Which of these books would you recommend? The Invisible Bridge (vintage Contemporaries). The Invisible Bridge (Vintage Contemporaries) Julie Orringer 140003437X 9781400034376 The Invisible Bridge (Vintage Contemporaries). Churchill's Secretary, A Novel by Susan Elia MacNeal.

The Communist's Daughter is a sweeping novel of love and betrayal spanning the trenches of the Great War to the horrors of Spain and China. Norman Bethune was a visionary whose dedication touched millions. Rebelling in childhood against his father's religion, he finds a calling himself, saving lives on the battlefield. In Republican Spain he fulfills his idealism, yet before long politics destroy his romance and drive him to seek refuge in China. Here, in service to a man eventually known as Mao Zedong, Bethune begins this account of his life and his cherished beliefs for the only person who still makes a future seem possible: the daughter he has never seen.
Reviews (4)
Black_Hawk_Down.
The Communist's Daughter is a powerful novel about war, politics, and betrayal during two of the 20th Century's many horrible armed conflicts. Norman Bethune comes through as a deeply flawed, but also heroic, human being. It's a great reminder of what wars do to people.

Gavikelv
Norman Bethune 1890-1939 is a bit of an embarrassment to Canada, a communist doctor whose home in Gravenhurst is a major tourist attraction for Chinese Diplomatic and Party Elites. Before the discovery of modern antibiotics such as penicillin he died of sepsis after sustaining a cut while spending endless fatiguing hours in a primitive operating conditions in China. He pioneered blood banks and originated surgical techniques that saved lives during the Spanish Civil War and Mao Tse Tung's war with Japanese invaders ultimately dying of infection in the field. Virtually an unknown in his home country he has attained the status of "sainthood" in China.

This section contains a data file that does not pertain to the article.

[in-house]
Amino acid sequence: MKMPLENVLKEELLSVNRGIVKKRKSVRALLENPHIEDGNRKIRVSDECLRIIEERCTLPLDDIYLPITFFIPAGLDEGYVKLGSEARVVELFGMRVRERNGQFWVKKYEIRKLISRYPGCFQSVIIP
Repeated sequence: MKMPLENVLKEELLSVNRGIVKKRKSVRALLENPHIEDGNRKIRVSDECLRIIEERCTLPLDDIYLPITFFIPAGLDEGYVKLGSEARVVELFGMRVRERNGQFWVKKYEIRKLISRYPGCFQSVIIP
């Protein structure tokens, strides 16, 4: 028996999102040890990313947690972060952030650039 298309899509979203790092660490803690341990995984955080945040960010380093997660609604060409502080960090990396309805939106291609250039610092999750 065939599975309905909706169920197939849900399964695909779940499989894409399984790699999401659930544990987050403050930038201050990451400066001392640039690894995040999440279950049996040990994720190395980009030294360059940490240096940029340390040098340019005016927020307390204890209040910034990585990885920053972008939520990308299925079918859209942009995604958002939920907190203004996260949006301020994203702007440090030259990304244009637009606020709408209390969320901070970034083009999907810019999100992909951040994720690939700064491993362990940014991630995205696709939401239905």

Son of a Presbyterian missionary and pastor who believed sparing the rod meant spoiling the child. Described is a scene in which Norman knocks an unruly student unconscious in the classroom and later when confronted by his older farm boy brother lays him out in the school yard. I’m surprised to learn that he was a painter and poet in the precious spare time he had.

War inflicts horrendous wounds. Without treatment most would die but after surgery most would die anyway before the development of modern sterilization methods and antibiotics from infections.

I’m still not a fan of books such as this one that jump back and forth in time and place from Bethune’s youth to the war in Madrid and “present day” in China 1938-9 where Norman is ostensibly recording his thoughts.

Tolrajas
There's a rising number of novelists using fiction to produce biographies. For some of these, imaginary children prove a useful ploy through which to depict a life. Peter Carey's "True History of the Kelly Gang" is an outstanding example: the notorious bushranger writes a long missive to an unseen daughter in the midst of a siege by policemen. Dennis Bock has followed a similar course, with a similar character. Norman Bethune, who resides among the icons of Canadian history, is given us as a man beset on many sides by a variety of enemies. In this case, it's the Japanese Imperial Army in China, the Fascisti in Spain and scattered personal opponents - and his own father. Bock, using Bethune's "letters" to a daughter he's never seen, applies well-honed skills to animate an idol.

Bethune, of course, is the man best known for inventing the M.A.S.H. unit to rapidly treat the wounded in military engagements. Bringing experience of military field hospitals from the Spanish Civil War of the 1930s, Bethune relocates to China where the Japanese invasion is being resisted by Mao's Communist forces. During his shift of site, he has learned of his daughter, born of his Madrid lover, Kajsa von Rothman. A Swedish anarchist, Kajsa brings light into Bethune's sombre outlook. Bock's portrayal of Bethune's view of her well captures a man's intense sense of real love discovered after a long, sometimes futile quest.